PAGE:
Family Law Practice

Family Law Practice

Family law has many complexities and facets, and is influenced by legal, social and economic factors. Laws affecting relationships continue to evolve as  traditional attitudes are altered. Because these laws are complex and ever changing, the following is intended to provide general information only; it is not a substitute for legal advice.

Ending a marriage may be a particularly upsetting event, involving many uncertainties and emotions. If divorce or separation is unavoidable or in your best interest, a lawyer can guide you in protecting your rights and get you through the transition in your life.

Ending a Marriage

Various procedures may be used to end a marriage that breaks down, including declaration of invalidity (also known as annulment), legal separation and dissolution (also known as divorce).

Annulment is a court-ordered finding of an invalid marriage. Technically called a “Decree of Invalidity,” it nullifies a marriage from its inception and is granted in situations where no valid marriage exists because of some legal defect.

A legal separation may be formalized with a legal contract and decreed by a court as a “Decree of Legal Separation.”  A legal separation may be preferred to a dissolution for religious, economic or other reasons.  It is more common now to find couples staying together for insurance coverage, for example.  A couple may decide to live apart while attempting to save a faltering relationship, or the separation may be an interim step toward termination of the marriage. There is no legal requirement for actual separation before dissolving a marriage.

Oral or written understandings concerning property disposition, arrangements for children, maintenance, or other agreements made while separated may become part of a dissolution proceeding.

If a marriage falls apart and is considered “irretrievably broken,” one or both partners may seek a dissolution of the relationship. This court proceeding legally terminates a marriage, and makes provisions for the parenting of minor children, family support, and division of property and liabilities.

In Washington, a spouse does not have to prove wrongdoing to obtain a dissolution of marriage. This no-fault system is intended to help spouses settle matters without unnecessary bitterness or resentment.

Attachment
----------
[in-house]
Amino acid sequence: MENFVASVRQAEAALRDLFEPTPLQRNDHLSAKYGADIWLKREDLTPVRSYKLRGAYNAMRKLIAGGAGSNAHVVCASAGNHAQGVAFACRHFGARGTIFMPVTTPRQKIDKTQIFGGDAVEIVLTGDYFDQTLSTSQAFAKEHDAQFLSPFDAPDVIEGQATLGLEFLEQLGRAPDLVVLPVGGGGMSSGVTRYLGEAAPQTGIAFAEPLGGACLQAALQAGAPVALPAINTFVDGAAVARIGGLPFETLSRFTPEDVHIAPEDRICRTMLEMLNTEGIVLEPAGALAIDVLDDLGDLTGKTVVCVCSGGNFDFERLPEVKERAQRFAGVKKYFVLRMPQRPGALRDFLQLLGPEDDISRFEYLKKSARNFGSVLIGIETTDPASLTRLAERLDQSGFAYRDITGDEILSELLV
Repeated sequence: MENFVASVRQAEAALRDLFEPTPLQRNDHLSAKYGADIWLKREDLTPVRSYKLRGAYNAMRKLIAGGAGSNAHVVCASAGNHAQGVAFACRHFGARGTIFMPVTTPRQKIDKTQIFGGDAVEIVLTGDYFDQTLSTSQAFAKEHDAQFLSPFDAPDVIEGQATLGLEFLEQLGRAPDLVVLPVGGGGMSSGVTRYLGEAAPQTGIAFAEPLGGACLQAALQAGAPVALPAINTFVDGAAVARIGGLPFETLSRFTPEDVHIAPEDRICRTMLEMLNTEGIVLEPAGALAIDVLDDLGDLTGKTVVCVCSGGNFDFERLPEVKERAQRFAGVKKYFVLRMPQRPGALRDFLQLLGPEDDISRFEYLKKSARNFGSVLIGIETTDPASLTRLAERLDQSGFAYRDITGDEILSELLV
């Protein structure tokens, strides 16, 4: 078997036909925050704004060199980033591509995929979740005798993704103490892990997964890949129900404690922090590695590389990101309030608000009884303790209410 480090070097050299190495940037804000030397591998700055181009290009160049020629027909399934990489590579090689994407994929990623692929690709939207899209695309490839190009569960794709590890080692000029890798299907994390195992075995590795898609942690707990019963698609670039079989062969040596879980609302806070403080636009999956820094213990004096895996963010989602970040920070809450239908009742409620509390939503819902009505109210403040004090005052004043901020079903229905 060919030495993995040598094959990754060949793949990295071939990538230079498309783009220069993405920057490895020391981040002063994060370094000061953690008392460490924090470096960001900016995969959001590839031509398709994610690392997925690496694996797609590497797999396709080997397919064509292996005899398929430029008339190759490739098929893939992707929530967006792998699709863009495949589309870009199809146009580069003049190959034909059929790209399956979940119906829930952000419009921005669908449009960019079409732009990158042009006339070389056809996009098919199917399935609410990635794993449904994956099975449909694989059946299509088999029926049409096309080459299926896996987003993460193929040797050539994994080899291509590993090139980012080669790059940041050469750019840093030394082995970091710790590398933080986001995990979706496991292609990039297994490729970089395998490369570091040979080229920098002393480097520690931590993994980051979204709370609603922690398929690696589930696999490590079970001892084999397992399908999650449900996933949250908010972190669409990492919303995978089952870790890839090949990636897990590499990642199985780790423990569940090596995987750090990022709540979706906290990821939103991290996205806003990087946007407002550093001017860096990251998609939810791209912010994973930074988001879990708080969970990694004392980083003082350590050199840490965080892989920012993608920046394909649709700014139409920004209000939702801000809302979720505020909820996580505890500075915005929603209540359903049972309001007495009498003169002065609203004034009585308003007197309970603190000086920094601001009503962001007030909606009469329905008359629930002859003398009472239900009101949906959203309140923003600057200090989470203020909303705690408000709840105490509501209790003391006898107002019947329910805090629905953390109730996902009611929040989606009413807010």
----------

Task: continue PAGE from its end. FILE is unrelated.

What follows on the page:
Residency Requirements

You need only to reside in Washington on the date that your petition for dissolution of marriage is filed.

Legal Procedures

Ending a marriage involves many legal considerations. Technically, an attorney is not required for the process, but a lawyer’s skill and experience can be helpful to a person contemplating separation or divorce. A lawyer’s advice may be especially beneficial in cases that are contested or that involve children and property settlements.

To start a dissolution proceeding, one spouse (called the “petitioner”) must file with the court a summons and “petition” for dissolution of marriage (along with a few other required data tracking forms).

These documents are then served on the other spouse (known as the “respondent”), usually by having copies delivered to him or her. Although there is no major legal significance as to whether the husband or wife files the petition, there may be emotional or procedural advantages.

The purpose of the summons is to command the responding spouse to reply to the petition and give the court jurisdiction over the case. Basic facts about the marriage are contained in the petition, which also specifies what the petitioning spouse wants in the way of a parenting plan, property division and support.

Once served, and depending on the recipient’s location (whether in-state or elsewhere), the responding spouse has from 20 to 60 days to reply in writing to the petition. This reply, called a “response,” may include a “counter-petition,” and states the respondent’s position on children, property and support.

In many situations, the next step is to arrange temporary orders to guide the conduct of the parties. Either spouse may obtain temporary orders. Typically, the requests cover such subjects as residential arrangements for the children and child support, spousal maintenance, occupancy of the family home, payment of bills, and other concerns for protecting people or preserving property. If the spouses cannot agree on the temporary orders, a court hearing with a judge or court commissioner will be held to establish necessary requirements.

To settle any immediate problems in a dissolution action, a “show cause” proceeding may be requested by either spouse. This proceeding is initiated by obtaining a court order that requires your spouse to show cause why you should not be granted the relief you are requesting. At the same time, the court can also immediately restrain your spouse from harassing you, entering your home, taking children out of state, disposing of property, or incurring any unusual debts.

Other restraints may also be imposed in exceptional circumstances. A hearing is held (usually about two weeks after the show cause order is issued) to decide most requests. Attendance by spouses is recommended, but not usually required if both parties are represented by attorneys.